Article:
The article deals with the perception of language and languages in the economy-oriented contemporary world and its specific features in such language-centered countries as Latvia. Two main levels could be discussed concerning the ‘intellectual’, ‘symbolic’ and practical treatment of language: a global (supra-national) and a national one. In majority of countries special laws have been adopted or national level programs have been enacted in order to protect the most significant elements of respective national identities – folklore, traditional ways of life, beliefs and languages in particular. At the beginning of the 21st century, economic and political goals of the European Union have been associated with the ideas of European culture and European identity. At the same time, the popularization of the languages, histories, and traditions of the member states have also been emphasized. The Republic of Latvia belongs to the countries where the diversity of thoughts and viewpoints on language are ever present and intense in both the political debates and even in many informal conversations. The paper gives an insight in Latvian language policy against the background of global and European sociolinguistic processes and wide usage of so-called international languages, English in particular.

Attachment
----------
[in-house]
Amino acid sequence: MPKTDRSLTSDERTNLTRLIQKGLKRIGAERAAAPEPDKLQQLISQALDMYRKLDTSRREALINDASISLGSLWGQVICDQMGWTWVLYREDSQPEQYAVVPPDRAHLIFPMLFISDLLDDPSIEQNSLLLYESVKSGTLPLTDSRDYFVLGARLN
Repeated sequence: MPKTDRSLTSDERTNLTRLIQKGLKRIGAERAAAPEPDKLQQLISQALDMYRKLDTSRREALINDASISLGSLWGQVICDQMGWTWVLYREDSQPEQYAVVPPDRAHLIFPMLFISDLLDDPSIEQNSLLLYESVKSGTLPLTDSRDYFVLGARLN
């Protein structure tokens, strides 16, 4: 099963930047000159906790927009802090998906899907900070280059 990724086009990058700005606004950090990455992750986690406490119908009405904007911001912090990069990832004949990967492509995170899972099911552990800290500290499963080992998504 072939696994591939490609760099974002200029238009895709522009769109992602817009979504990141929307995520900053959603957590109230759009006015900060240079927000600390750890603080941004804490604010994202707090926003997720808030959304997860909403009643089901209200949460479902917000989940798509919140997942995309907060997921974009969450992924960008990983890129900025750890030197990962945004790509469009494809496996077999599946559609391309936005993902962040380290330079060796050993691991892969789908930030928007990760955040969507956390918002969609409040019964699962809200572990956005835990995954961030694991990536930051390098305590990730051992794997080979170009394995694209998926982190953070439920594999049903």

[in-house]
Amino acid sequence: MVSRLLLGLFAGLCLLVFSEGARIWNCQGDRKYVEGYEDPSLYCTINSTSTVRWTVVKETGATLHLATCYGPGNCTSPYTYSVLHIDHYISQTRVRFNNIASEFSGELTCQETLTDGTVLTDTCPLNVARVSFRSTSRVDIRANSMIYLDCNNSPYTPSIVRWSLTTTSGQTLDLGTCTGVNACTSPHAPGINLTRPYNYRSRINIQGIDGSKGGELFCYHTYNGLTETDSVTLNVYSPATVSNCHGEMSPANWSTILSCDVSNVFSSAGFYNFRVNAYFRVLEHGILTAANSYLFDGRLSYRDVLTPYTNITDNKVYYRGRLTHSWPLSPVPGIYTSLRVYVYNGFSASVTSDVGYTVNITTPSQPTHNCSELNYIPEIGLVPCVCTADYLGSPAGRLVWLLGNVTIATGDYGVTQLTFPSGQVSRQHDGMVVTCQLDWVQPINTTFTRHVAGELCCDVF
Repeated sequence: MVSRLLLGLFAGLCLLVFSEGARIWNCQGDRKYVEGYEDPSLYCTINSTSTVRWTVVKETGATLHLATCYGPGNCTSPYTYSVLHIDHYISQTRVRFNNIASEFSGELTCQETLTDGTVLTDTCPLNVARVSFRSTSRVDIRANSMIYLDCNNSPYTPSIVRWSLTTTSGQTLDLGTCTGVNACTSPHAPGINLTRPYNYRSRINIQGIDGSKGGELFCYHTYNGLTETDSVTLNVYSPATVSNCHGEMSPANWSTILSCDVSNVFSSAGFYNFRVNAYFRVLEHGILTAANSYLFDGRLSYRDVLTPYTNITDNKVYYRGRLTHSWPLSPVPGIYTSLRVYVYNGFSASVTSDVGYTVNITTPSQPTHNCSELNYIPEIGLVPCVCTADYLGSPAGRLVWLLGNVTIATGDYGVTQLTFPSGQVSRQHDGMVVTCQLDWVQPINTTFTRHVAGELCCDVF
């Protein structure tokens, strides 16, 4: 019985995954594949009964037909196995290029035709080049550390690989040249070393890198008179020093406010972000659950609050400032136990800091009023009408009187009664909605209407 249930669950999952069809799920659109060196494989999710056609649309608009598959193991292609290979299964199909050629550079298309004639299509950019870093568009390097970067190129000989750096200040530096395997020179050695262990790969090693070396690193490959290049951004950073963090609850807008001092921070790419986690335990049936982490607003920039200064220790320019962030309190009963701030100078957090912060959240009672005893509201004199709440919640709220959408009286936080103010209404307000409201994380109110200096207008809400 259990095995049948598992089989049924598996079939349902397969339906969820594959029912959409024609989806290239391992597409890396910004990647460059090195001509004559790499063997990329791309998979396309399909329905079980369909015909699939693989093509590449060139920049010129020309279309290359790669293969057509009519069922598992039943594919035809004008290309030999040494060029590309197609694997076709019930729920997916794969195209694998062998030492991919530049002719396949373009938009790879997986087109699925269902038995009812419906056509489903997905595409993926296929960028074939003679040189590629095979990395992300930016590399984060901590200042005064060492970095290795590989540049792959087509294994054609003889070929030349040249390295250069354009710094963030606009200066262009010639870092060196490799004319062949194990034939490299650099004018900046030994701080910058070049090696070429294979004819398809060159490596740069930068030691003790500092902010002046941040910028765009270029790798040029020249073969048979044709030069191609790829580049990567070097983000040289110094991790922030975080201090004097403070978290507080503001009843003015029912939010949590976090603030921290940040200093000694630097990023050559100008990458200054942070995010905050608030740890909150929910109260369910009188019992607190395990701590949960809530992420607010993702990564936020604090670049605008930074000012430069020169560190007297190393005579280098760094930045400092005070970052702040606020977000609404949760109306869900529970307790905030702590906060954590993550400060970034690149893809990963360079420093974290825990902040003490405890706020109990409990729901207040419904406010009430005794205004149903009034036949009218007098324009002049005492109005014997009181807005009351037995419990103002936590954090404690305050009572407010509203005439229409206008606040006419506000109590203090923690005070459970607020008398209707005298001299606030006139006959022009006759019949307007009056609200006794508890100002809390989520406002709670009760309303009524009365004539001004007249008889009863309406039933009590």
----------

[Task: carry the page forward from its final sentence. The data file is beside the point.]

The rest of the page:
One of the internationalisation strategies for higher education institutions is internationalisation of their curricula by delivering English-medium instruction programmes. These internationalization efforts can be successful if support for the language needs of all stakeholders involved is provided. English language proficiency assessment of academic staff is an essential prerequisite to the implementation of a high-quality study process in the English language. Therefore, the aim of this paper is to validate the assessment system of academic staff performance in English medium instruction at a university in Latvia and the use of mediation strategies as a basis for the assessment system development. The qualitative and quantitative analysis of the test results suggests that the integrated assessment tasks demonstrate higher internal consistency and higher correlation with the test results and the performance of the academic staff in the international setting.